Campus / News / Student Senate / January 27, 2011

SCOR rewrites rules

Vice President of Student Senate senior David Barton has set out to change not the what but the how of Senate discussions.

“This fall, I and a few other people in Senate made the observation that our meetings were productive and good and everything, but they were focusing on the more procedural issues,” Barton said. “They weren’t really getting to…what we’re about, which is issues related to the student body.”

Barton came to the conclusion that many Senate meetings ended up addressing internal issues rather that dealing with topics truly beneficial to students. Problems such as redundancy in the constitution and bylaws (and for one nine-month period of time, being unable to locate a copy of said bylaws) led to confusion about procedures of a meeting. Inconsistencies, such as lack of clarification on the process of elections and appointing people to committees, also posed problems for the daily activities of Senate.

“Senate functions extremely inefficiently right now,” senator and junior Sam Frank said. “In an important discussion, it spends half of its time discussing its own power and its own rules. If we clarify, we’d be able to get more done.”

Barton, who first read Robert’s Rules of Order in the seventh grade and has studied parliamentary procedure extensively ever since, decided to attack the problem head-on by rewriting both the Senate constitution and bylaws to provide increased clarity and eliminate redundancy. He solicited volunteers and put together a committee called Special Committee on Rules (SCOR) that included himself and several other senators (including Frank).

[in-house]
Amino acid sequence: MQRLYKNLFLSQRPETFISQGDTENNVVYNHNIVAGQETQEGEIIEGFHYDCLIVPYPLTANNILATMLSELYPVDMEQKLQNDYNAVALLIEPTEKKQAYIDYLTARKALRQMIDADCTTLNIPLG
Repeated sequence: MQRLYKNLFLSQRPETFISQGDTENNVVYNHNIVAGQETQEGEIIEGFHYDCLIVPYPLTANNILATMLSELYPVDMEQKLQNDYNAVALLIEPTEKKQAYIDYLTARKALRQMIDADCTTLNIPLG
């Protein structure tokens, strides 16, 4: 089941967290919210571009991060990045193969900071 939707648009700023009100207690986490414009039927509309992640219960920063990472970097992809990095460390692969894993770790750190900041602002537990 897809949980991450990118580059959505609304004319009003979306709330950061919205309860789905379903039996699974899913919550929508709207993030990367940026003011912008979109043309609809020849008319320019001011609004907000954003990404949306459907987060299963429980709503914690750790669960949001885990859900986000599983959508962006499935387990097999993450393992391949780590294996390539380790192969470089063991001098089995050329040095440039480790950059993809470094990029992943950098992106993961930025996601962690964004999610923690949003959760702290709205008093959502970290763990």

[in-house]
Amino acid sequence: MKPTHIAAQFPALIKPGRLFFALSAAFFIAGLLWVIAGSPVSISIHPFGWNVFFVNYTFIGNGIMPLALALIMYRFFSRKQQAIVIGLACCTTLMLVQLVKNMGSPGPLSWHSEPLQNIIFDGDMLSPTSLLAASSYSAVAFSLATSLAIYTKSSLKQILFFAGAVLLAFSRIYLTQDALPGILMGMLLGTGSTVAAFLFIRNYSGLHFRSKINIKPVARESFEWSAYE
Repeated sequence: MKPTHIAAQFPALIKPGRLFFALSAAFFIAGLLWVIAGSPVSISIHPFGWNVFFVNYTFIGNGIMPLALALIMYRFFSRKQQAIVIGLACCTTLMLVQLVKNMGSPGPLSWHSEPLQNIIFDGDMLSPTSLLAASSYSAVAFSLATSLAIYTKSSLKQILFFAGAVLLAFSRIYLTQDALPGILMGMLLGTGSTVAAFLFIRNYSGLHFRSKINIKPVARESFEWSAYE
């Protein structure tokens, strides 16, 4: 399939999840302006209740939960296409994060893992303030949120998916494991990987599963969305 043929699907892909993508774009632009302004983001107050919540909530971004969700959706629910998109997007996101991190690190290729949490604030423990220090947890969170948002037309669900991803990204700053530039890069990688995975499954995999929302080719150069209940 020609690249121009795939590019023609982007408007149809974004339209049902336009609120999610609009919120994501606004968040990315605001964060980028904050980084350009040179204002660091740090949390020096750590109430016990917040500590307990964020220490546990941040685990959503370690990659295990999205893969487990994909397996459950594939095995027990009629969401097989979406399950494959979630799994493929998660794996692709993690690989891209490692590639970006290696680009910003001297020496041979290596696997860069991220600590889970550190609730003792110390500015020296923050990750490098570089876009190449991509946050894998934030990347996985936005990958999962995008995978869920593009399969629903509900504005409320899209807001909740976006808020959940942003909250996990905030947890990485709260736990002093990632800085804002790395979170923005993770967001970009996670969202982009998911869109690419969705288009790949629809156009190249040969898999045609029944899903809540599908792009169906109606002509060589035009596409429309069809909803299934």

After performing what Barton referred to as “triage” – addressing any problems that needed to be changed immediately – the committee began to look at how other student senates in the Associated Midwest Conference (ACM) functioned.

“Right now, we’re in phase two – just the gathering of information stage,” Barton said.

The committee is not looking to drastically rewrite the content of the constitution and bylaws. Rather, they intend to make the documents more user-friendly.

“It was very difficult to interpret,” said Barton. “It was very difficult to get anything done if you actually want to

abide by your governing documents.”

Frank emphasized the importance of establishing a distinction between the constitution and the bylaws.

“We’ll know if it’s a procedural versus an informational question and know where to go to figure it out faster,” he said.

Once the committee has finished studying what changes need to be made, they will bring their proposed rewrites to the other Senate committees to ensure powers and procedures have been clarified as necessary. They will also hold several forums, open to campus, to hear student input. Although most of the changes are technical, one of the proposed rewrites would change the way Senate seats are determined. Rather than be assigned through living situation, each class would have five to seven representatives.

Barton anticipates additional long-term effects for individual senators.

“It’s a good life long skill to have a working knowledge [of Rules of Order]” he said. “Conservative estimates say it’s used by about 80 or 90 percent of non-government organizations.”

Katy Sutcliffe


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